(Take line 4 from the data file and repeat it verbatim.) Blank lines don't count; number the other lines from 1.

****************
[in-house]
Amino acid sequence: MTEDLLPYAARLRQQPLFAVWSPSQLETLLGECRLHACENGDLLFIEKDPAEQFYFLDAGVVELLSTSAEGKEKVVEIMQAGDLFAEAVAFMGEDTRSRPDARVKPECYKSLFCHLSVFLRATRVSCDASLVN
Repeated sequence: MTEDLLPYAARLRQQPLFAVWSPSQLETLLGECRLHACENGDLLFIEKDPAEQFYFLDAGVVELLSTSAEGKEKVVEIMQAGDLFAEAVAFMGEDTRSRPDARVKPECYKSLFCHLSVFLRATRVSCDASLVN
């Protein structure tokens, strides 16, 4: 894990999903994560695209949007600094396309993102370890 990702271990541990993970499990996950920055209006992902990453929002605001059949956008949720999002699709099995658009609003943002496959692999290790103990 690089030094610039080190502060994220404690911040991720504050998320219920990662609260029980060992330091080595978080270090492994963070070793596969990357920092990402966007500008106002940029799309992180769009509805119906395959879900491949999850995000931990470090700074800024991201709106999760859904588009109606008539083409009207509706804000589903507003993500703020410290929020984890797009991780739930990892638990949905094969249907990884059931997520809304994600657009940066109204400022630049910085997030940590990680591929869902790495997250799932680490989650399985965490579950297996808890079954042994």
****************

């Protein structure tokens, strides 16, 4: 894990999903994560695209949007600094396309993102370890 990702271990541990993970499990996950920055209006992902990453929002605001059949956008949720999002699709099995658009609003943002496959692999290790103990 690089030094610039080190502060994220404690911040991720504050998320219920990662609260029980060992330091080595978080270090492994963070070793596969990357920092990402966007500008106002940029799309992180769009509805119906395959879900491949999850995000931990470090700074800024991201709106999760859904588009109606008539083409009207509706804000589903507003993500703020410290929020984890797009991780739930990892638990949905094969249907990884059931997520809304994600657009940066109204400022630049910085997030940590990680591929869902790495997250799932680490989650399985965490579950297996808890079954042994």